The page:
Aural Pleasure

Gwen Stefani is critic-proof. It doesn’t matter what ridiculous thing she dresses herself in, or what sort of equally ridiculous lyric she sings, people always smile, call her a fashion icon (even though no one else has ever attempted to dress like her), and, these days, shake their asses to her hybrid of hip-hop, drum lines, and new-wave excess. She is either one of the most perfectly manufactured images in music today, or one of the most authentic, and it’s doubtful more than a few dozen people in the world know the answer to this mystery. That said, her sophomore effort The Sweet Escape is as good as her multi-platinum debut Love. Angel. Music. Baby., but, like her debut, not nearly as good as people will say it is.

Stefani has figured out a way to make dance music that even critics like, offering little besides her instantly recognizable voice and slick, innovated production (producers are listed like songwriters below songs on the CD art) to legitimize songs that are almost always marred by lyrics that read like lyrics a mildly retarded second grader might have conceived. She even yodels on her first single, “Wind It Up.” Is this supposed to make her a musical daredevil, the same way singing about bananas and her own feces did on “Hollaback Girl”?

Nevertheless, The Sweet Escape offers up one or two great songs (“4 in the Morning” and “Early Winter”), two or three good songs (including “Wind It Up” and the title track), four or five OK songs (stop caring at this point), and one or two that are just god-awful (such as “Yummy”). This ratio isn’t terrible, but it certainly doesn’t warrant the accolades Stefani receives and, if she stopped obsessing over the inane, would probably deserve.

— Cole Haddon

Pete Townshend might be the most conflicted icon in rock history not named Kurt Cobain. For every pronouncement The Who guitarist-songwriter has ever made about music, spirituality, sex, politics, or youth culture, he’s inevitably turned around and said the exact opposite.

For example, Townshend twice trashed Beach Boy Brian Wilson in 1966, first for the classic album Pet Sounds, and later for the classic single, “Good Vibrations,” suggesting that Wilson was living in a never-never land. Three years later, in a Rolling Stone interview, however, he went out of his way to rave about how the Beach Boys’ music had never let him down.

These inconsistencies can make Townshend the flesh-and-blood human being a bit exasperating, but they’ve also made Townshend the artist highly fascinating. On Endless Wire, the first Who album in 24 years, Townshend doesn’t waste much time addressing his inner conflict: “Are we breathing out or breathing in/are we leaving life or moving in?”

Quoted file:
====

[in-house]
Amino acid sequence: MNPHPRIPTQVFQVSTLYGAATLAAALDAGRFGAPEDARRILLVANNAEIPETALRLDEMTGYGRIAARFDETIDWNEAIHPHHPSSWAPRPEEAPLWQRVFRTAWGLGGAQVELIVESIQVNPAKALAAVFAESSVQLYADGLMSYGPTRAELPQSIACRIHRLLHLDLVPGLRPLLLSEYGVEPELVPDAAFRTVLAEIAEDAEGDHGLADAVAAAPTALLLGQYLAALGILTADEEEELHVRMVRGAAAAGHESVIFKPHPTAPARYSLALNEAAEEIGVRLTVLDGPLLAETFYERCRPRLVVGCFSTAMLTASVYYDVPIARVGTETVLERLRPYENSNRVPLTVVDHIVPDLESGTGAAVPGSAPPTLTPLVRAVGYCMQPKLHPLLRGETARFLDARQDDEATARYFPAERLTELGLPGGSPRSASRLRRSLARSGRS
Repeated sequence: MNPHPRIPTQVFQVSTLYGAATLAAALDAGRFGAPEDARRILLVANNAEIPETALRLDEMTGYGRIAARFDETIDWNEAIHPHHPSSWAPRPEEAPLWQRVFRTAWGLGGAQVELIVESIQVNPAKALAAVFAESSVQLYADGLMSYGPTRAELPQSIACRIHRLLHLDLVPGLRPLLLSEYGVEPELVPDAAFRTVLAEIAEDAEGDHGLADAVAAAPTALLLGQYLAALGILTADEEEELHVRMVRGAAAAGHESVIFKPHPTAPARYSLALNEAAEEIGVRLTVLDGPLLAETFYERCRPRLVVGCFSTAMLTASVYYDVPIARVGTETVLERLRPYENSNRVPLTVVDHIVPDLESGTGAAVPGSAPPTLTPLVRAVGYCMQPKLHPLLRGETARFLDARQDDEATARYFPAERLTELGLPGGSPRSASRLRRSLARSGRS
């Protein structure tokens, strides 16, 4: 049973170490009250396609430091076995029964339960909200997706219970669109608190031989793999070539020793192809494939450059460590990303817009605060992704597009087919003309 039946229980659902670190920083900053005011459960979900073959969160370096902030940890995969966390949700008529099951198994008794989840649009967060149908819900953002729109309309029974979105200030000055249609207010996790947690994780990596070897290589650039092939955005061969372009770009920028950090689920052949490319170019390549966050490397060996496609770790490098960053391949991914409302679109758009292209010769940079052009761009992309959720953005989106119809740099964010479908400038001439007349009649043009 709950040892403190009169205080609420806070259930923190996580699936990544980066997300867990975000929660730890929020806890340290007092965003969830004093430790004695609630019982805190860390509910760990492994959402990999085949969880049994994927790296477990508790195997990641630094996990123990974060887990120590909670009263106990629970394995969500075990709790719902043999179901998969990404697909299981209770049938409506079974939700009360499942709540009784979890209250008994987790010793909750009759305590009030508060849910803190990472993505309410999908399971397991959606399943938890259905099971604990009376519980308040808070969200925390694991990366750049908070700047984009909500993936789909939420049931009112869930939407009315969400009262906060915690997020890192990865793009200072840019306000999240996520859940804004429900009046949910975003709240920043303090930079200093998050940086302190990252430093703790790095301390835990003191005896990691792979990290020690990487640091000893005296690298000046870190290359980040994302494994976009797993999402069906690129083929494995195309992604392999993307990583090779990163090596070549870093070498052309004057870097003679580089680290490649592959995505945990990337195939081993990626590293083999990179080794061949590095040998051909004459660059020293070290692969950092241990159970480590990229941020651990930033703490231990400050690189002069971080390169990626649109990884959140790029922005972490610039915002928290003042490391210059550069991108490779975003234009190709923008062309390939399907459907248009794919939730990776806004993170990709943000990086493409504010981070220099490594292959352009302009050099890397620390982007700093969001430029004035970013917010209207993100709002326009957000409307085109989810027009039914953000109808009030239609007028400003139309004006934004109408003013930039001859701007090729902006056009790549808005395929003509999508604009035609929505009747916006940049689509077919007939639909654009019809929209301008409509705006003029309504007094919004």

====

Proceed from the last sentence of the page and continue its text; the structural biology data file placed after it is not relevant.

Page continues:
In a way, Endless Wire picks up where the Who’s presumed swan song, 1982’s It’s Hard, left off. That album closed with “Cry If  You Want,” Townshend’s group-therapy invitation to baby boomers to exorcise all their angst. On Endless Wire, Townshend continues to console his age group, and his new music benefits from the fact that he no longer cares to connect The Who to contemporary tastes.

Some of the best moments could just as easily fit on a Townshend solo album, particularly the delicately acoustic “God Speaks, Of Marty Robbins.” The same applies to the disc’s most head-scratching moments, namely Townshend’s in-character Tom Waits impression on the meandering piano ballad, “In the Ether.”

What hits you repeatedly, though, is how much Keith Moon and John Entwistle are missed. Much as Roger Daltrey was the band’s mouthpiece and Townshend its visionary, much of the group’s relentless power came from the way Moon and Entwistle constantly tried to top each other. Without either of them, even Townshend’s most aggressive statements feel like the musings of a quaint, SoCal folk-rock group (think Buckingham/Nicks, before they joined Fleetwood Mac).

More than 40 years after giving British mods a soundtrack and finding beauty in feedback, Townshend is still talking about his generation. But that generation is too busy snapping up albums of Rod Stewart and Barry Manilow covering done-to-death pop standards to bother listening.

— Gilbert Garcia

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